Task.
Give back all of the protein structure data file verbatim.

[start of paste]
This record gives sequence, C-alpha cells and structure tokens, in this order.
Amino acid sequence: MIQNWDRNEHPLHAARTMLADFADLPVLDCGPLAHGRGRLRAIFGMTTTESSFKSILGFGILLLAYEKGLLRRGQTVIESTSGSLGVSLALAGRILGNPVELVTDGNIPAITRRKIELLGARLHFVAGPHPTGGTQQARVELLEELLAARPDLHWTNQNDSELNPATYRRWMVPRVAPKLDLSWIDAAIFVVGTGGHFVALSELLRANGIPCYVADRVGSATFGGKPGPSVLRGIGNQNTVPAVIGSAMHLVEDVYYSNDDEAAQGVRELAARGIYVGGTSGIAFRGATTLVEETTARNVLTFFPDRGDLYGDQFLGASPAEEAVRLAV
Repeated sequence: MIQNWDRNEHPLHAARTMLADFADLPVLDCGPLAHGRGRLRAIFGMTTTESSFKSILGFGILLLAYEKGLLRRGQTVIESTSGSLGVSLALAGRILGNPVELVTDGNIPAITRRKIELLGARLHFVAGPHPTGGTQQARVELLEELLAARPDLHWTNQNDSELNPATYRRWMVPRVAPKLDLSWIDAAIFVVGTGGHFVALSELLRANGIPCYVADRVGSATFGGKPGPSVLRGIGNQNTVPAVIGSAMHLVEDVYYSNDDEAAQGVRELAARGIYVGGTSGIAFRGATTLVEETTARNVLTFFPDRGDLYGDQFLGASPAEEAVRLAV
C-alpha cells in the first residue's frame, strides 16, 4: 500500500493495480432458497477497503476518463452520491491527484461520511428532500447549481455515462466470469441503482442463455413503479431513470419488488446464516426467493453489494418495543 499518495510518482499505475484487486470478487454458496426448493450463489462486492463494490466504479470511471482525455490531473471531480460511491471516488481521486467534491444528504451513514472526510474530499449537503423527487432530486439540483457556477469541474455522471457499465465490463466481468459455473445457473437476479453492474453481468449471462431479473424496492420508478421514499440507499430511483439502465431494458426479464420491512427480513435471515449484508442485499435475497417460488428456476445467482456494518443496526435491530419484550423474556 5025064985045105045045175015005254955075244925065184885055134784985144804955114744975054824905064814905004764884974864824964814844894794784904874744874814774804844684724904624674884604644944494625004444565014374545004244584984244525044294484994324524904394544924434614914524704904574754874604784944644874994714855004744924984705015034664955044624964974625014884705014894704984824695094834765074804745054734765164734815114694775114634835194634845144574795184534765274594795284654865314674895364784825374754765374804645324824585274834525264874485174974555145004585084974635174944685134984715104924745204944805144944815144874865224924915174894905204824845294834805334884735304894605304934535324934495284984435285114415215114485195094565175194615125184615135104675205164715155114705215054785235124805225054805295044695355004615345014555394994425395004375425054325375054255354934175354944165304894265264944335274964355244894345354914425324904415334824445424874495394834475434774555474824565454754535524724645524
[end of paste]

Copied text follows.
This record gives sequence, C-alpha cells and structure tokens, in this order.
Amino acid sequence: MIQNWDRNEHPLHAARTMLADFADLPVLDCGPLAHGRGRLRAIFGMTTTESSFKSILGFGILLLAYEKGLLRRGQTVIESTSGSLGVSLALAGRILGNPVELVTDGNIPAITRRKIELLGARLHFVAGPHPTGGTQQARVELLEELLAARPDLHWTNQNDSELNPATYRRWMVPRVAPKLDLSWIDAAIFVVGTGGHFVALSELLRANGIPCYVADRVGSATFGGKPGPSVLRGIGNQNTVPAVIGSAMHLVEDVYYSNDDEAAQGVRELAARGIYVGGTSGIAFRGATTLVEETTARNVLTFFPDRGDLYGDQFLGASPAEEAVRLAV
Repeated sequence: MIQNWDRNEHPLHAARTMLADFADLPVLDCGPLAHGRGRLRAIFGMTTTESSFKSILGFGILLLAYEKGLLRRGQTVIESTSGSLGVSLALAGRILGNPVELVTDGNIPAITRRKIELLGARLHFVAGPHPTGGTQQARVELLEELLAARPDLHWTNQNDSELNPATYRRWMVPRVAPKLDLSWIDAAIFVVGTGGHFVALSELLRANGIPCYVADRVGSATFGGKPGPSVLRGIGNQNTVPAVIGSAMHLVEDVYYSNDDEAAQGVRELAARGIYVGGTSGIAFRGATTLVEETTARNVLTFFPDRGDLYGDQFLGASPAEEAVRLAV
C-alpha cells in the first residue's frame, strides 16, 4: 500500500493495480432458497477497503476518463452520491491527484461520511428532500447549481455515462466470469441503482442463455413503479431513470419488488446464516426467493453489494418495543 499518495510518482499505475484487486470478487454458496426448493450463489462486492463494490466504479470511471482525455490531473471531480460511491471516488481521486467534491444528504451513514472526510474530499449537503423527487432530486439540483457556477469541474455522471457499465465490463466481468459455473445457473437476479453492474453481468449471462431479473424496492420508478421514499440507499430511483439502465431494458426479464420491512427480513435471515449484508442485499435475497417460488428456476445467482456494518443496526435491530419484550423474556 5025064985045105045045175015005254955075244925065184885055134784985144804955114744975054824905064814905004764884974864824964814844894794784904874744874814774804844684724904624674884604644944494625004444565014374545004244584984244525044294484994324524904394544924434614914524704904574754874604784944644874994714855004744924984705015034664955044624964974625014884705014894704984824695094834765074804745054734765164734815114694775114634835194634845144574795184534765274594795284654865314674895364784825374754765374804645324824585274834525264874485174974555145004585084974635174944685134984715104924745204944805144944815144874865224924915174894905204824845294834805334884735304894605304934535324934495284984435285114415215114485195094565175194615125184615135104675205164715155114705215054785235124805225054805295044695355004615345014555394994425395004375425054325375054255354934175354944165304894265264944335274964355244894345354914425324904415334824445424874495394834475434774555474824565454754535524724645524